Ying Xiong appears in court for the first time.More >>
MADISON (WKOW) -- Just fifteen years ago people only had a few options on where to get their news. But the internet has given birth to thousands of alternative news outlets, many of which have a specific slant.
That's the focus of this weekend's Capitol City Sunday.
Wisconsin is home to several news outlets that believe they are providing important information the mainstream media are missing.
They are news websites that may or may not have large followings, but often have very loyal ones. That's because they approach the news with a specific mission.
The Wisconsin Reporter takes a free market approach to government reporting, while the Center for Media and Democracy focuses on the corporate influence on politics.
"We focus on bad governance," said Matt Kittle, Madison Bureau Chief for the Wisconsin Reporter. "That's what's missing in, we believe, mainstream news organizations imp articular, news organizations at large."
"One of our positions is, austerity doesn't create jobs," said Mary Bottari, Deputy Director at the Center for Media and Democracy. "And we're very critical of Governor Walker for all his cuts and all his austerity policies."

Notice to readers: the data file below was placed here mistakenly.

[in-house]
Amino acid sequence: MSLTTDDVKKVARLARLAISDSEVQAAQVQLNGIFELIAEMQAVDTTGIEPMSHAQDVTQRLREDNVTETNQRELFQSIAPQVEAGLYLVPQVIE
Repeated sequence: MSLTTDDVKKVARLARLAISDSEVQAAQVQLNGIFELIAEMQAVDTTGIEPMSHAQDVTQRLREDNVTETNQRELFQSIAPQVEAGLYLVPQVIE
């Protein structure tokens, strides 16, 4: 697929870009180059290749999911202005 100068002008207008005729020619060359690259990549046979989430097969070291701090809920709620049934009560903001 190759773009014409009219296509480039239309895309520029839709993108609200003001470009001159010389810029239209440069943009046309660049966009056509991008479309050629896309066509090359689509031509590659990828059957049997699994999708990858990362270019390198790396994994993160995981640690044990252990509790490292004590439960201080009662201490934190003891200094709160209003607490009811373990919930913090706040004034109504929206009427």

Those approaches come as a result of the agenda of those people who fund the organizations.
"I think that when you are in the realm of alternative media, that people deserve to know where you're coming from, they deserve to know who funds you and those kinds of things," said Bottari.
In the second half of the show two mainstream journalists discuss the way those new ventures are impacting public opinion.
"The important thing that distinguishes, you know, true journalism from partisan advocacy is are you allowed to be independent and are you allowed to challenge anybody in power no matter who they are," said Jack Craver, a reporter with the Capital Times.
"There have been some recent examples in Wisconsin of how important objective media is and our mission is not the same as partisan media groups or groups with a strong point of view, said Mary Spicuzza, a Capitol Correspondent with the Wisconsin State Journal.
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